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Developing Pocket PC Apps with SQL Server CE

by Wei-Meng Lee

The recently-launched Beta 1 of the Microsoft .NET Compact Framework included SQL Server 2000 CE Edition 2. SQL Server CE extends the desktop version of SQL Server 2000 to devices running the Windows CE operating system. At the same time, it offers developers the familiarity of the programming model of its desktop cousin. In this article, I will explore the SQL Server CE edition and see how it can be used in your Pocket PC applications developed using the Smart Device Extension (SDE) for Visual Studio .NET.

A Quick Overview of the Architecture of .NET Compact Framework

The .NET Compact Framework (.NET CF) is a subset of the .NET Framework. The key benefit here is that programmers have the same flexibility in using the languages familiar to them as well as reusing the knowledge of the .NET Class library. However, do note that not all of the classes and methods in the .NET Framework are supported in the .NET Compact Framework Class library. Figure 1 shows the various components in a typical mobile platform.

Figure 1: Components in the .NET Compact Framework

The platform allows native Windows CE applications to co-exist with .NET-based applications. The Application Domain Host (itself a native application) starts an instance of the Common Language Runtime (CLR) for running managed code. Applications developed with the SDE run on top of the CLR, utilizing the .NET Compact Framework Class Library.

Building Our Sample Application

The sample application that I will be building in this example illustrates several aspects of .NET CF Pocket PC programming. I will illustrate how you can consume Web services in the .NET CF, use the various controls in .NET CF, and build a SQL Server CE database. The application in this example allows a salesperson to use a Pocket PC to search for books (from a Web service) and place orders at bookstores. The orders are captured in a local SQL Server CE database.

Web Services

Our Web service makes use of the Pubs database in SQL Server 2000. The Pubs database comes preinstalled with SQL Server 2000, and this is the main reason why I chose to use it for this article. It is easier for you to try out the code on your own machine.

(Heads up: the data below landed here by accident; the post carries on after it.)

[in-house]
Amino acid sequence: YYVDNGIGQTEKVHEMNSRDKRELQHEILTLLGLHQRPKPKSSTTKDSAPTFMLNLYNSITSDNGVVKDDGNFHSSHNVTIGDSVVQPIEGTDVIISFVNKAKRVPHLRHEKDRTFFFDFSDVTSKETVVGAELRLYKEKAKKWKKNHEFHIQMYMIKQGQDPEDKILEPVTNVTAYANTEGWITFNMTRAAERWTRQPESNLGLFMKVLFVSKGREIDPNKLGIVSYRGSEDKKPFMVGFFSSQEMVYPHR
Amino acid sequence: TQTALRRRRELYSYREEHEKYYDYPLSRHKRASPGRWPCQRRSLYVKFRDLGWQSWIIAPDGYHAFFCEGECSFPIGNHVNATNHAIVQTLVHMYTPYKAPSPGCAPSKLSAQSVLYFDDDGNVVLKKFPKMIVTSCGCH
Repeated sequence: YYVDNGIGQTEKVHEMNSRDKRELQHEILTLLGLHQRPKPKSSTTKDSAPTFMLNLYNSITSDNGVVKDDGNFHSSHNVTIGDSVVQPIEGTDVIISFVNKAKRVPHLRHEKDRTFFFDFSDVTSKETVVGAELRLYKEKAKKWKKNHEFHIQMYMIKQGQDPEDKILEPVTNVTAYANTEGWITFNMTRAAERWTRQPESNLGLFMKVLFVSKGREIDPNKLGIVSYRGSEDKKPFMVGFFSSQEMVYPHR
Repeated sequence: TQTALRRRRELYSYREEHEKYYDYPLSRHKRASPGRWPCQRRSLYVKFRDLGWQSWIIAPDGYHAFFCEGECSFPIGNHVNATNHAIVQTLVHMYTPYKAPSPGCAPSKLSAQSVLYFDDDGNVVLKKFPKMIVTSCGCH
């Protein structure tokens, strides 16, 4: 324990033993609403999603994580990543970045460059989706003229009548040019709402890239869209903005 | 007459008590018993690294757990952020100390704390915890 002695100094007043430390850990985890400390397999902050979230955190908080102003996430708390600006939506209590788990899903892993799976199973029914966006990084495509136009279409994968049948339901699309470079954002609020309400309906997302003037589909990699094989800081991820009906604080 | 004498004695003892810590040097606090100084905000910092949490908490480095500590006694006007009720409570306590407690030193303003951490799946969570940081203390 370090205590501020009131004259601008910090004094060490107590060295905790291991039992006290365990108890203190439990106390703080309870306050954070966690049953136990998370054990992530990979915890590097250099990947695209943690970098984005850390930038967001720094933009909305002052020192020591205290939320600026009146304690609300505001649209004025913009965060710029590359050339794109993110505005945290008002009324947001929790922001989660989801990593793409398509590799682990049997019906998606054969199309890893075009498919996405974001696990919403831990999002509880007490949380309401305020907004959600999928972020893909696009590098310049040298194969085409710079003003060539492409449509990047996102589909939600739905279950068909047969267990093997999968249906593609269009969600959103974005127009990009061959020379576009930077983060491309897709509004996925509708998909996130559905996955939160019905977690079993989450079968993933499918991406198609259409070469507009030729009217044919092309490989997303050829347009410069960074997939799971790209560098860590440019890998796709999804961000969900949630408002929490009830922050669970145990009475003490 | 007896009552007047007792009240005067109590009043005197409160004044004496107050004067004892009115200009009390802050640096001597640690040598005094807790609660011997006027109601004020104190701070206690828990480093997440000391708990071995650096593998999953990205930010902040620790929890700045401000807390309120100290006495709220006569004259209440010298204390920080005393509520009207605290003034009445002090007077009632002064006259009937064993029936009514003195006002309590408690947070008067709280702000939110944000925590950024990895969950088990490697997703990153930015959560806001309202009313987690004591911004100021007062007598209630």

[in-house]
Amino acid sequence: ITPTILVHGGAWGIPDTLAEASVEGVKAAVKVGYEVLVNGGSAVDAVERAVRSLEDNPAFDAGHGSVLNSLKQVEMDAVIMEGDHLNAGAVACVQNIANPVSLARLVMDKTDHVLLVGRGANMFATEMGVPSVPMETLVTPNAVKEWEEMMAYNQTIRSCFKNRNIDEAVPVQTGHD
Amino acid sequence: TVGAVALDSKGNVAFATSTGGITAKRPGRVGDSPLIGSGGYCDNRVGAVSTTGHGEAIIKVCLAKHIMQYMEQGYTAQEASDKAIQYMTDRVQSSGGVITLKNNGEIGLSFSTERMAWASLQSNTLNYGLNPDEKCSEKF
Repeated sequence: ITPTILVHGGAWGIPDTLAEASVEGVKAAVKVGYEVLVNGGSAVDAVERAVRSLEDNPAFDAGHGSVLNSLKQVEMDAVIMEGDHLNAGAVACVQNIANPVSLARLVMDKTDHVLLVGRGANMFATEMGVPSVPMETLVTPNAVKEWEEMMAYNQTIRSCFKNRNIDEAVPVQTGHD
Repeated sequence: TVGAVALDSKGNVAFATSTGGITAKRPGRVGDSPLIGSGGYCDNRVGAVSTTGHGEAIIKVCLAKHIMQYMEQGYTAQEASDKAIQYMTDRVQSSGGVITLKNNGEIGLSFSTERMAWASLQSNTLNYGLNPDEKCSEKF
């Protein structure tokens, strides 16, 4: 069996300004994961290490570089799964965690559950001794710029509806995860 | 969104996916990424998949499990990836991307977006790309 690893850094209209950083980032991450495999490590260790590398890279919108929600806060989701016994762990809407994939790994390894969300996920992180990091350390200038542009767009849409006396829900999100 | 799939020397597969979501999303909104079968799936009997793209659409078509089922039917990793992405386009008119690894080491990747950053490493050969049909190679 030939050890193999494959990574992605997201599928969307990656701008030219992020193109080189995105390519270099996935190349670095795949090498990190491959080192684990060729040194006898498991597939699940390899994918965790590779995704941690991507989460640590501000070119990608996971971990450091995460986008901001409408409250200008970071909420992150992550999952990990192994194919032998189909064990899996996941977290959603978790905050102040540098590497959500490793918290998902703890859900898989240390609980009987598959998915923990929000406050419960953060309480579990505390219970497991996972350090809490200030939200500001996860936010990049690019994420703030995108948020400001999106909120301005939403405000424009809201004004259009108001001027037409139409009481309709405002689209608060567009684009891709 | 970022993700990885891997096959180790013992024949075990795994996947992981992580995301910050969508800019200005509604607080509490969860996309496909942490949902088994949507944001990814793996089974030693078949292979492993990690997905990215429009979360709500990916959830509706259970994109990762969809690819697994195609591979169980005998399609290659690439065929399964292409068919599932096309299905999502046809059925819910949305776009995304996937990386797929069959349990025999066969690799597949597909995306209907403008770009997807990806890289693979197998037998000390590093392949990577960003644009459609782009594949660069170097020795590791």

For more information on creating .NET Web Services, check out the Web Services section of the .NET DevCenter.

The Web service simply contains one Web method named


<%@ WebService Language="VB" Class="Service1" %>

Imports System
Imports System.Data
Imports System.Data.SqlClient
Imports System.Web.Services

Public Class Service1 : Inherits WebService 

  <WebMethod()> _
  Public Function getTitles( _
    ByVal title As String) As DataSet
    ' Make the database connection.
    Dim conn As New SqlConnection( _
      "server=localhost; uid=sa;" & _
      "password=; database=Pubs")

    ' Create the SQL and set the parameter.
    Dim sql As String = "SELECT * FROM " & _
      "titles WHERE title LIKE @title"
    Dim comm As New SqlCommand(sql, conn)
    comm.Parameters.Add("@title", _
                        "%" & title & "%")

    ' Create a data adapter and data set.
    Dim dataAdapter As New SqlDataAdapter(comm)
    Dim ds As New DataSet()

    ' Fill the data set with the query results.
    dataAdapter.Fill(ds, "titles")

    ' Return the dataset.
    Return ds

  End Function

End Class

The getTitles() Web method takes in a search string input parameter and returns a dataset containing the titles that match the search string.

Using the Smart Device Extension (SDE) for Visual Studio .NET

With the Web service created, I now proceed to use the SDE to create the Pocket PC application. For an introduction to using the SDE, please refer to Brian Jepson's "Previewing the .NET Compact Framework," and my article "First Look at the Smart Device Extension (Beta 1) for Visual Studio .NET."